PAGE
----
James Cohan is pleased to present Something American, an exhibition of new work by Trenton Doyle Hancock, on view from September 17 to October 17 at 48 Walker Street and 291 Grand Street. The exhibition will span both of the gallery’s locations, with new paintings in Tribeca and a presentation of the second chapter of Hancock’s ongoing graphic novel in the Lower East Side. This is the artist’s seventh solo exhibition at James Cohan. Please click here to make an appointment.
At James Cohan’s Grand Street gallery, Trenton Doyle Hancock will present a new suite of ink-on-paper works that comprise the second chapter of the artist’s most visionary drawing project to date: Trenton Doyle Hancock Presents The Moundverse. Designed as a traditional graphic novel, the intricate black and white illustrations provide a narrative master class in the characters and mythologies that have ruled Hancock’s work for the past twenty-five years.
The overarching narrative of his graphic novel places Hancock’s heroes and villains into a setting where he can speak about Americanism. Central to this chapter are Vegans, Policemen, and the artist’s own alter ego Torpedo Boy. The conflict between these characters becomes a vehicle for examining the extremism and idealism that often seem inherent to American identity and cultural expression, while looking closely at the ever-evolving, attendant structures of white supremacy. At the same time, the work becomes a way to talk back to the world at large and define the primary players and structures of Hancock’s singular Moundverse.
In this chapter, which unfolds as if a fever dream, we follow first the artist—and then his superhero doppelganger Torpedo Boy—on a rollicking and revelatory journey. Dust-ups with Vegans (both human and ossiform), meat feasts at food trucks, jaunts through past lives, and encounters with bumbling policemen ensue.
This is the first time police characters have appeared in the graphic novel or in Hancock’s iconography. As Hancock notes, “it’s been a lot of fun to turn them into ineffectual buffoons. In the story, you have some kind of power over them, and you can act on it.” Throughout the arc of the chapter, power and corruption is volleyed from character to character, page by page. The police, who ostensibly have authority, are easily corrupted by the Vegans and become a vehicle for the abuse of power that enables the theft of Tofu.
On a fundamental level, this chapter explores the mechanisms of seeing—and the ways in which our sight fails us and leads us astray. The human vegans are unable to see their ossiform namesakes, the police mistake the Vegans for kindergarteners, and the proprietor of the health food emporium warmly welcomes the zombie cops who immediately plunder his establishment. Appearances can be deceiving, and truth can only be revealed through close looking and a questioning of what at first glance seems obvious. Art becomes itself a strategy of seeing—of looking at the world and laying bare its honest, ugly corners—while also finding beauty and humor.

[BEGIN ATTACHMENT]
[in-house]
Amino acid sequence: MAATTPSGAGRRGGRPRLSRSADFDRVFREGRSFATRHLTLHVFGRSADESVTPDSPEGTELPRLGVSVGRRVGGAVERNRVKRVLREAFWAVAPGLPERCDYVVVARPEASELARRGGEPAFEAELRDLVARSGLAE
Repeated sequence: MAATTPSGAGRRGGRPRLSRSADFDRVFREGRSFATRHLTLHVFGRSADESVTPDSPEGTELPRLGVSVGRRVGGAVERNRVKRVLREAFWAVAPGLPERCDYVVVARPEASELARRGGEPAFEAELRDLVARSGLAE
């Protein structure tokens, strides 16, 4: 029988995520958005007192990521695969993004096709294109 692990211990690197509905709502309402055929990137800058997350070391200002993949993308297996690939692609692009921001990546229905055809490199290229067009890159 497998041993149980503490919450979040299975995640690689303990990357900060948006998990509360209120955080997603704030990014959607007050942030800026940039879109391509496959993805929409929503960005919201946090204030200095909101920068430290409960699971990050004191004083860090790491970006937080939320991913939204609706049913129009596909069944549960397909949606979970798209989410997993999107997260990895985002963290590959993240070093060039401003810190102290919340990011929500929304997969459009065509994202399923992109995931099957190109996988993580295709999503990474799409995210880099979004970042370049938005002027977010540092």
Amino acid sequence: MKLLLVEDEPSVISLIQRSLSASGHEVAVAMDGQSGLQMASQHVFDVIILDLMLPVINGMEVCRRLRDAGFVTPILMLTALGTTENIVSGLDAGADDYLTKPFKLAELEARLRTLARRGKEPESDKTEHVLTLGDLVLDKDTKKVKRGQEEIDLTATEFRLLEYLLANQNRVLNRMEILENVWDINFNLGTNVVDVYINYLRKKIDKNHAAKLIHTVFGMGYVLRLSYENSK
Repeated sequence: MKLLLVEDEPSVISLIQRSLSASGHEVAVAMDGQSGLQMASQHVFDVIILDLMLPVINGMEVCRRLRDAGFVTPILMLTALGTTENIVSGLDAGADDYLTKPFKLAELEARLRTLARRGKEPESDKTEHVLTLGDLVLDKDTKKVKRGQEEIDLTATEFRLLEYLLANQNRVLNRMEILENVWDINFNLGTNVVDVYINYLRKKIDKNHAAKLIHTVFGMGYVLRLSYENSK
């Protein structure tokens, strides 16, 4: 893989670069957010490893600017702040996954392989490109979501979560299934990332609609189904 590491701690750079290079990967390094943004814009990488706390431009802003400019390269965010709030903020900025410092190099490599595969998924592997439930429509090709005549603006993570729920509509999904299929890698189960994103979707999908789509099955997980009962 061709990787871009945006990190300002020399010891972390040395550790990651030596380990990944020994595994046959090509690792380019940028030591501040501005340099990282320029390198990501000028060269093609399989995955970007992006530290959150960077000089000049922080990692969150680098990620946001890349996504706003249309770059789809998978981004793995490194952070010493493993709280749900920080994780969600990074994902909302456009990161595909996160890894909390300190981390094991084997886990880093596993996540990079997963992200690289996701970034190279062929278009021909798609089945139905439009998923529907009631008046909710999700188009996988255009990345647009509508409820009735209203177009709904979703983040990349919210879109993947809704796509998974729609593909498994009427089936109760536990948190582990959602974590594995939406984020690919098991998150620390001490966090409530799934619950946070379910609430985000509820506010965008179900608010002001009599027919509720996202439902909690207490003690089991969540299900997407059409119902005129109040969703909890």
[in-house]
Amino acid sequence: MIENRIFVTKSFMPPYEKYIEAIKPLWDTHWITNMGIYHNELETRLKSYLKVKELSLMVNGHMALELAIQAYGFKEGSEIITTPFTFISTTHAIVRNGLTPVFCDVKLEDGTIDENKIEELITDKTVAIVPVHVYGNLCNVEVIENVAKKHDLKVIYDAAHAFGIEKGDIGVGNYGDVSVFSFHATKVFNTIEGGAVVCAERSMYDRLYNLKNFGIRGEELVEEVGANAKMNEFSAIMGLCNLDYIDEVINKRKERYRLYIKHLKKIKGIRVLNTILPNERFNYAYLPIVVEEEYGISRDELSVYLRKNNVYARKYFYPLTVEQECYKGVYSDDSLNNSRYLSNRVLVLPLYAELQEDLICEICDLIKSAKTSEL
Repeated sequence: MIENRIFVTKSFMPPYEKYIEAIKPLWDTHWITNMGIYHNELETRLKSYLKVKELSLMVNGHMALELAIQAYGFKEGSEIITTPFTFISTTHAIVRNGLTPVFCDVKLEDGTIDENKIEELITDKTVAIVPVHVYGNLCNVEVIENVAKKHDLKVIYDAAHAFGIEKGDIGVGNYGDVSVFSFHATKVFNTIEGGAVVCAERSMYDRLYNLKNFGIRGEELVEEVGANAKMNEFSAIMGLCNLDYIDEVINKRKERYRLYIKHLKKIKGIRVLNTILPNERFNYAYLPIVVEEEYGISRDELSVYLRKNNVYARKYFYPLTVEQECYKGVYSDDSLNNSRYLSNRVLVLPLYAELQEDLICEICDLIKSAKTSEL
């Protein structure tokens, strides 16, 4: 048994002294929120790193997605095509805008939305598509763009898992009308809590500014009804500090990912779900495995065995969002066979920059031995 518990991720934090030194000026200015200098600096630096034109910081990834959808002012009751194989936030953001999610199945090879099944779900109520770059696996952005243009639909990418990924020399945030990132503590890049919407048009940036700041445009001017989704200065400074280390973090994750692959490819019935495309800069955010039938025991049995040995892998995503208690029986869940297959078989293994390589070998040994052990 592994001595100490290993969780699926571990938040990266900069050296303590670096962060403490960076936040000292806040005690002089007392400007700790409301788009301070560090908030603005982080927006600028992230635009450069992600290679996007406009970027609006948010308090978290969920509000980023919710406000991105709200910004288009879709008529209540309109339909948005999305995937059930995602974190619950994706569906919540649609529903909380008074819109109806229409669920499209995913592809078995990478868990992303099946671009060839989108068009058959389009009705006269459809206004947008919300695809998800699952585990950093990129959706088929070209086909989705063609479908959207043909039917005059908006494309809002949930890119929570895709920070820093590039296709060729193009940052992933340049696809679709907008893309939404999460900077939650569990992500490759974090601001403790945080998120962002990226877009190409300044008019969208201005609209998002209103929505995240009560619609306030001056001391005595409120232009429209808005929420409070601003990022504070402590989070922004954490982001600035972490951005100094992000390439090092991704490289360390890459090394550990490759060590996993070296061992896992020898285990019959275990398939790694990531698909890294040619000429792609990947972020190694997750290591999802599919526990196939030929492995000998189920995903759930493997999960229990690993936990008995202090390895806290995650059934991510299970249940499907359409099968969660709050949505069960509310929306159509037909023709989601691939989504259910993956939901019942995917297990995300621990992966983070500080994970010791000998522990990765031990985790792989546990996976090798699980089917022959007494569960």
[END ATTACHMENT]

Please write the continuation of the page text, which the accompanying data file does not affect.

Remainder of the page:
Trenton Doyle Hancock was born in 1974 in Oklahoma City, OK. Hancock was featured in the 2000 and 2002 Whitney Biennial exhibitions, at the time becoming one of the youngest artists in history to participate in the prestigious survey. In 2014, his retrospective, Skin & Bones: 20 Years of Drawing, at the Contemporary Arts Museum in Houston traveled to Akron Art Museum, OH; Studio Museum in Harlem, NY; and Virginia Museum of Contemporary Art, VA. In 2019, a major exhibition of his work, Mind of the Mound: Critical Mass, opened at MASS MoCA, North Adams, MA. His work has been the subject of solo exhibitions at institutions including Locust Projects, Miami, FL; Temple Contemporary, Philadelphia, PA; Contemporary Art Museum St. Louis, MO; Ringling Museum of Art, Sarasota, FL;, Weatherspoon Museum, Greensboro, NC; Modern Art Museum of Fort Worth. TX; Museum of Contemporary Art, North Miami, FL; Institute for Contemporary Art at the University of Pennsylvania, Philadelphia, PA; Olympic Sculpture Park at the Seattle Art Museum, Seattle, WA; Fruitmarket Gallery, Edinburgh; and Museum Boijmans Van Beuningen, Rotterdam, The Netherlands.
Hancock’s work is in the permanent collections of institutions including the Museum of Modern Art, New York, NY; Whitney Museum of American Art, New York, NY; Metropolitan Museum of Art, New York, NY; Studio Museum in Harlem, New York, NY; Brooklyn Museum, Brooklyn, NY; San Francisco Museum of Modern Art, CA; Dallas Museum of Art, TX; Menil Collection, Houston, TX; Morgan Library & Museum, New York, NY; Museum of Fine Arts, Houston, TX; Modern Art Museum of Fort Worth, TX; Akron Art Museum, OH; Museum Boijmans Van Beuningen, Rotterdam, Netherlands; and il Museo di arte moderna e contemporanea, Trento, Italy. The recipient of numerous awards, Trenton Doyle Hancock lives and works in Houston, TX.